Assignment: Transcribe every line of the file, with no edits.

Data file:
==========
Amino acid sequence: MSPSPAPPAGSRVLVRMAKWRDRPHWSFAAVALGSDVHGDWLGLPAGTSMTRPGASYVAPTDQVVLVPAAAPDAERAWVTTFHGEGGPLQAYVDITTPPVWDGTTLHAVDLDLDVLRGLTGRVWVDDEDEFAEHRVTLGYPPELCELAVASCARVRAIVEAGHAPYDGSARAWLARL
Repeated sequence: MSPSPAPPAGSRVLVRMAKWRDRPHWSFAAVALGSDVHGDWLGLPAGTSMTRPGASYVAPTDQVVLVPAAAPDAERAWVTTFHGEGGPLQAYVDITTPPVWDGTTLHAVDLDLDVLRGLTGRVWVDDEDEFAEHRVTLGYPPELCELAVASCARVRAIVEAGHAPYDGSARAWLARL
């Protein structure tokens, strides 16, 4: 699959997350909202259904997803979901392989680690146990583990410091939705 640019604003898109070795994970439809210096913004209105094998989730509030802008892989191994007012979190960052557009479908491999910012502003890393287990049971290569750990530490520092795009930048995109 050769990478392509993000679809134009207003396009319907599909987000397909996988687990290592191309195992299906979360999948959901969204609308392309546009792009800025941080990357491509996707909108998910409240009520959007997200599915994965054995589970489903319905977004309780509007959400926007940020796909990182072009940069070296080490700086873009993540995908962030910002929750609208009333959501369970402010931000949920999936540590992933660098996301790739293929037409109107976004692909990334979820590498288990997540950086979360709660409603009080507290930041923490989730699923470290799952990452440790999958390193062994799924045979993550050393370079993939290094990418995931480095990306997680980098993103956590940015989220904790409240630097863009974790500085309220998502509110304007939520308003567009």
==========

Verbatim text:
Amino acid sequence: MSPSPAPPAGSRVLVRMAKWRDRPHWSFAAVALGSDVHGDWLGLPAGTSMTRPGASYVAPTDQVVLVPAAAPDAERAWVTTFHGEGGPLQAYVDITTPPVWDGTTLHAVDLDLDVLRGLTGRVWVDDEDEFAEHRVTLGYPPELCELAVASCARVRAIVEAGHAPYDGSARAWLARL
Repeated sequence: MSPSPAPPAGSRVLVRMAKWRDRPHWSFAAVALGSDVHGDWLGLPAGTSMTRPGASYVAPTDQVVLVPAAAPDAERAWVTTFHGEGGPLQAYVDITTPPVWDGTTLHAVDLDLDVLRGLTGRVWVDDEDEFAEHRVTLGYPPELCELAVASCARVRAIVEAGHAPYDGSARAWLARL
């Protein structure tokens, strides 16, 4: 699959997350909202259904997803979901392989680690146990583990410091939705 640019604003898109070795994970439809210096913004209105094998989730509030802008892989191994007012979190960052557009479908491999910012502003890393287990049971290569750990530490520092795009930048995109 050769990478392509993000679809134009207003396009319907599909987000397909996988687990290592191309195992299906979360999948959901969204609308392309546009792009800025941080990357491509996707909108998910409240009520959007997200599915994965054995589970489903319905977004309780509007959400926007940020796909990182072009940069070296080490700086873009993540995908962030910002929750609208009333959501369970402010931000949920999936540590992933660098996301790739293929037409109107976004692909990334979820590498288990997540950086979360709660409603009080507290930041923490989730699923470290799952990452440790999958390193062994799924045979993550050393370079993939290094990418995931480095990306997680980098993103956590940015989220904790409240630097863009974790500085309220998502509110304007939520308003567009």